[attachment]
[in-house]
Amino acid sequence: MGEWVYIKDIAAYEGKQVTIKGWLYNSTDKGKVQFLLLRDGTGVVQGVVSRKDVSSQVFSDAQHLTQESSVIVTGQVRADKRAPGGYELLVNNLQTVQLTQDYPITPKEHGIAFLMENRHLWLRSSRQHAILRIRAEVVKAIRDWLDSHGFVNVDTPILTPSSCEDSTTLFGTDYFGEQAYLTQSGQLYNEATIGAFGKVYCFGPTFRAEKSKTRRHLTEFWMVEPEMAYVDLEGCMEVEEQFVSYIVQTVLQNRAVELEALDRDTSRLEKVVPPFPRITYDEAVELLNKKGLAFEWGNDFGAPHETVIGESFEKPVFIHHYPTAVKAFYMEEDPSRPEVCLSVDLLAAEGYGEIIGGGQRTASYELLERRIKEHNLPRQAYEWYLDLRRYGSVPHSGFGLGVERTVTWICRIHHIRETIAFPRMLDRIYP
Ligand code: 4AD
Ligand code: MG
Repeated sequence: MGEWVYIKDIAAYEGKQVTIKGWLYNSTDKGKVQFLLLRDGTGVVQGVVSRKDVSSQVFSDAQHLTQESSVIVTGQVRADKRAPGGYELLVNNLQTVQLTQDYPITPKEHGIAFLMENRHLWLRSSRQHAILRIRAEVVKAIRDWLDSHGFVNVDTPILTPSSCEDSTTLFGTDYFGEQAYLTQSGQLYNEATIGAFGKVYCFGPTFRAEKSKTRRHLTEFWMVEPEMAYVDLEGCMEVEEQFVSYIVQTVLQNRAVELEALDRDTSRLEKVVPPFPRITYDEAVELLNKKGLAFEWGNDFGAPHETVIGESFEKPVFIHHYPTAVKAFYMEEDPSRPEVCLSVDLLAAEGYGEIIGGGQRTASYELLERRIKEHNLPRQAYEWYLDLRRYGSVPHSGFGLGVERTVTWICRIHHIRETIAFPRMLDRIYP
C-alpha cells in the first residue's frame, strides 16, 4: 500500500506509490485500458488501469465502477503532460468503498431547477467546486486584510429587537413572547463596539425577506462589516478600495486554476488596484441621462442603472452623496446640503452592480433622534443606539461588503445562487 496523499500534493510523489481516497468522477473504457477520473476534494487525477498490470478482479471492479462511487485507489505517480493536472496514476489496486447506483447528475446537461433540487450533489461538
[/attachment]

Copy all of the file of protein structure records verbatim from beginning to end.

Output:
[in-house]
Amino acid sequence: MGEWVYIKDIAAYEGKQVTIKGWLYNSTDKGKVQFLLLRDGTGVVQGVVSRKDVSSQVFSDAQHLTQESSVIVTGQVRADKRAPGGYELLVNNLQTVQLTQDYPITPKEHGIAFLMENRHLWLRSSRQHAILRIRAEVVKAIRDWLDSHGFVNVDTPILTPSSCEDSTTLFGTDYFGEQAYLTQSGQLYNEATIGAFGKVYCFGPTFRAEKSKTRRHLTEFWMVEPEMAYVDLEGCMEVEEQFVSYIVQTVLQNRAVELEALDRDTSRLEKVVPPFPRITYDEAVELLNKKGLAFEWGNDFGAPHETVIGESFEKPVFIHHYPTAVKAFYMEEDPSRPEVCLSVDLLAAEGYGEIIGGGQRTASYELLERRIKEHNLPRQAYEWYLDLRRYGSVPHSGFGLGVERTVTWICRIHHIRETIAFPRMLDRIYP
Ligand code: 4AD
Ligand code: MG
Repeated sequence: MGEWVYIKDIAAYEGKQVTIKGWLYNSTDKGKVQFLLLRDGTGVVQGVVSRKDVSSQVFSDAQHLTQESSVIVTGQVRADKRAPGGYELLVNNLQTVQLTQDYPITPKEHGIAFLMENRHLWLRSSRQHAILRIRAEVVKAIRDWLDSHGFVNVDTPILTPSSCEDSTTLFGTDYFGEQAYLTQSGQLYNEATIGAFGKVYCFGPTFRAEKSKTRRHLTEFWMVEPEMAYVDLEGCMEVEEQFVSYIVQTVLQNRAVELEALDRDTSRLEKVVPPFPRITYDEAVELLNKKGLAFEWGNDFGAPHETVIGESFEKPVFIHHYPTAVKAFYMEEDPSRPEVCLSVDLLAAEGYGEIIGGGQRTASYELLERRIKEHNLPRQAYEWYLDLRRYGSVPHSGFGLGVERTVTWICRIHHIRETIAFPRMLDRIYP
C-alpha cells in the first residue's frame, strides 16, 4: 500500500506509490485500458488501469465502477503532460468503498431547477467546486486584510429587537413572547463596539425577506462589516478600495486554476488596484441621462442603472452623496446640503452592480433622534443606539461588503445562487 496523499500534493510523489481516497468522477473504457477520473476534494487525477498490470478482479471492479462511487485507489505517480493536472496514476489496486447506483447528475446537461433540487450533489461538